‘Red Tails’ narrate memoirs during Black History Month

| March 5, 2010 | 0 Comments

Sgt. 1st Class Rodney Jackson
18th Medical Deployment Support Command Public Affairs

FORT SHAFTER — Almost daily, Soldiers get a chance to experience a part of military history in the making and to relive history from past service members’ experiences.

That was the case for 18th Medical Deployment Support Command Soldiers as two Tuskegee Airmen, formerly known as “Red Tails,” relived moments in their military careers during the unit’s observance of African-American/Black History Month at the Aliamanu Military Reservation Chapel, Feb. 22.

William Holloman III and Alexander Jefferson, both retired Army lieutenant colonels, shared their military experiences with unit members, including those experiences they considered unpleasant.

“African-Americans have made many, many rich contributions to our history, and we’re left (out) of history books,” Holloman said. “Statements are still being made today about African Americans from the War of 1812, the Civil War, World War II, Vietnam, the Korean War and even today about Iraq and Afghanistan, that are inaccurate.”

Holloman discussed experiences he had while serving, comparing his positive relationship with fellow caucasian service members while deployed overseas, to the negative reaction he received after returning to the United States, where he was greeted by white- and black-only signs at the end of ships’ gang planks.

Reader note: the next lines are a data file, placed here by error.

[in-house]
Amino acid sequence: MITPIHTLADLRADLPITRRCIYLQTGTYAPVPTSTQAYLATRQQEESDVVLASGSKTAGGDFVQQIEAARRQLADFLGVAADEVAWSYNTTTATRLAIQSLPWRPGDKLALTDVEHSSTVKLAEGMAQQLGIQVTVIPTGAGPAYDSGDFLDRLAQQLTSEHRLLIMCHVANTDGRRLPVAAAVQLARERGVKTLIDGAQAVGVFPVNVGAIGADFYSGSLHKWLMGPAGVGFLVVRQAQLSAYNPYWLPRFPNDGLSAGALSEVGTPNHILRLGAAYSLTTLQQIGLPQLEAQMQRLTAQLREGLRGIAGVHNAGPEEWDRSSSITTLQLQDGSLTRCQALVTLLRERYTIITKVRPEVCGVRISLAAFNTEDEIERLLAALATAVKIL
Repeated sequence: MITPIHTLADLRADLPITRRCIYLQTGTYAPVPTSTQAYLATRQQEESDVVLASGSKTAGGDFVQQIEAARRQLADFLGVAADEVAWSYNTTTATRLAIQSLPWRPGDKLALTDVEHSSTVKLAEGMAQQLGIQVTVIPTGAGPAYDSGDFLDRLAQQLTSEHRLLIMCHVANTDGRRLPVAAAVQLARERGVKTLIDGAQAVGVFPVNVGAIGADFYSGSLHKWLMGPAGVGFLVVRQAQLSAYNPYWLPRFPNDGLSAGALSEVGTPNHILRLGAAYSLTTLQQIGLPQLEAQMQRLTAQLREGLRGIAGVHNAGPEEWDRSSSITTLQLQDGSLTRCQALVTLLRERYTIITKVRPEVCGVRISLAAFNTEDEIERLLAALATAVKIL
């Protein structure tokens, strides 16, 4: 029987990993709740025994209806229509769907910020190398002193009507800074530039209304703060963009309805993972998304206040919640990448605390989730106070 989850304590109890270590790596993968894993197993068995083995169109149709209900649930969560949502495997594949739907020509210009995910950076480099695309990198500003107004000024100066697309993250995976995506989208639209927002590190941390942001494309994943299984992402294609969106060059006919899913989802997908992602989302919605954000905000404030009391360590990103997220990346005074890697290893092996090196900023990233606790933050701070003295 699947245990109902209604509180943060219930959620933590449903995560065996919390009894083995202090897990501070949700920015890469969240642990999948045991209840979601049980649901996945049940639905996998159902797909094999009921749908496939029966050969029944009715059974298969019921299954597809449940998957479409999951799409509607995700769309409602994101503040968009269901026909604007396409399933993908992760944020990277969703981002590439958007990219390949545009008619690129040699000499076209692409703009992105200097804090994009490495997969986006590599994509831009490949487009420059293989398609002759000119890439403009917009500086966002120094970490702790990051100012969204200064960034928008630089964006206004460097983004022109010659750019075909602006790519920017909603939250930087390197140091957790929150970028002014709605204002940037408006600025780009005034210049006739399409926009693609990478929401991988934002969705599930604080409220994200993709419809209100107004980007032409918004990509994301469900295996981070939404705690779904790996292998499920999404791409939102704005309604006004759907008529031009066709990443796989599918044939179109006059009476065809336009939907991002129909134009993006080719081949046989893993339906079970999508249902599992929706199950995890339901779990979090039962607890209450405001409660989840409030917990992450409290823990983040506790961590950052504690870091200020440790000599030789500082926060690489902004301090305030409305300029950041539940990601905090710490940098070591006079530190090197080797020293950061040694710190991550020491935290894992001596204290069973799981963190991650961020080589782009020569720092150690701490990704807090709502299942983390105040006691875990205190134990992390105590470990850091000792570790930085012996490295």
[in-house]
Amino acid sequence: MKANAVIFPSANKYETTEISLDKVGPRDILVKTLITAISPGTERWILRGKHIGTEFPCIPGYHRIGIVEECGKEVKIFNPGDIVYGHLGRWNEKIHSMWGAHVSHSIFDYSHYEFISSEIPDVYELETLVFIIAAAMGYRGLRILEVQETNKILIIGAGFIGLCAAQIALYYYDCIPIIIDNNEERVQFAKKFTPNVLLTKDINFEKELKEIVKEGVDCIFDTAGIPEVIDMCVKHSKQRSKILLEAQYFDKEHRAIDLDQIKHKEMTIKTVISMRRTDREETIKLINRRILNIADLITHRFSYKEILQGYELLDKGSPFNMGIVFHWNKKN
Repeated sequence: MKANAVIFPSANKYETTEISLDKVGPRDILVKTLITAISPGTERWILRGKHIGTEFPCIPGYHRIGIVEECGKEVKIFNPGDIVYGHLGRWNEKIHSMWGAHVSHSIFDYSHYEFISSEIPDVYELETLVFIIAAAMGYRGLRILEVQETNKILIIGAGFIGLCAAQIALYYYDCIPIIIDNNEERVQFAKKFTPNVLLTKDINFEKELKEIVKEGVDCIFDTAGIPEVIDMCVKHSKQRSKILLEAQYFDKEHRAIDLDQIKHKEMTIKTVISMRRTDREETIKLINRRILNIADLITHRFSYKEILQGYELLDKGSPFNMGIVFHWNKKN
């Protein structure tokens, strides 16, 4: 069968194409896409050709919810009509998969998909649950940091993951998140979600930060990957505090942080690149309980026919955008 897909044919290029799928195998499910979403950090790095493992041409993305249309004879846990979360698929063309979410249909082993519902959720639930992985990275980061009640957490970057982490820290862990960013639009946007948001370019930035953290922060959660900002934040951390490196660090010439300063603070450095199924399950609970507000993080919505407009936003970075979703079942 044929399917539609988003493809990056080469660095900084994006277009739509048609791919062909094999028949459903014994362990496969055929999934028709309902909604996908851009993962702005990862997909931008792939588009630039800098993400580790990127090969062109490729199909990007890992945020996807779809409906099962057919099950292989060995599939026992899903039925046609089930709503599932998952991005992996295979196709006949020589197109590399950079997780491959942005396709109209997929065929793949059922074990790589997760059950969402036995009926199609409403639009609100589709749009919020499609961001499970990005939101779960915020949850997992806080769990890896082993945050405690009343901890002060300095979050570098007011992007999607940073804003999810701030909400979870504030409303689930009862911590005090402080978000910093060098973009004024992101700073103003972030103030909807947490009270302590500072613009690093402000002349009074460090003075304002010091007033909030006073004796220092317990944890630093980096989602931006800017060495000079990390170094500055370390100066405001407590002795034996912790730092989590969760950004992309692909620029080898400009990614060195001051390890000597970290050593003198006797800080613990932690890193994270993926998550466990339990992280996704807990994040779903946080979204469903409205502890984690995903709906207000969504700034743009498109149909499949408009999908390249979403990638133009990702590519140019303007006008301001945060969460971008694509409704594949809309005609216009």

“However, the Tuskegee Airmen’s reception in the U.S. has been much better in the last 20 years than in 1945,” Holloman said. “Our nation has changed, and how we treat each other in America has changed. This is a great country. Be proud of it.”

The two airmen told the crowd that they went from being called the “colored” pilots, to the “Negro” pilots, to eventually being referred to as Red Tails, signifying the color of their planes’ tails.

Jefferson described the difference between being African-American in the military service in those days and today, saying that back then, he had to learn to play the game by being prepared.

“Advancement and reaching your dream comes from being prepared and pushing yourself,” he said. “Challenges come, but with perseverance and will, you can make it.”

Holloman added, “The Tuskegee instructors didn’t have time to coddle us. If you didn’t work hard, you were sent back to the infantry.”

Jefferson, who was imprisoned for nine months in a camp called Stalag Luft III after his plane went down during a southern France mission, encouraged audience members to learn more about history.

“If you don’t know from whence you came, you don’t know where you are today, and you don’t know where you’re going,” Jefferson said.

“There’s no other nation in the world that looks like ours, because we’re very diverse and (our country) was built on the backs of those diverse people,” said Col. Michael McDonald, 18th MEDCOM chief of staff. “This could be considered a good class on what the Army calls ‘consideration of others,’ and it proves that the military has been on the forefront, because the armed services cannot be built on prejudices.”






Category: News, Observances

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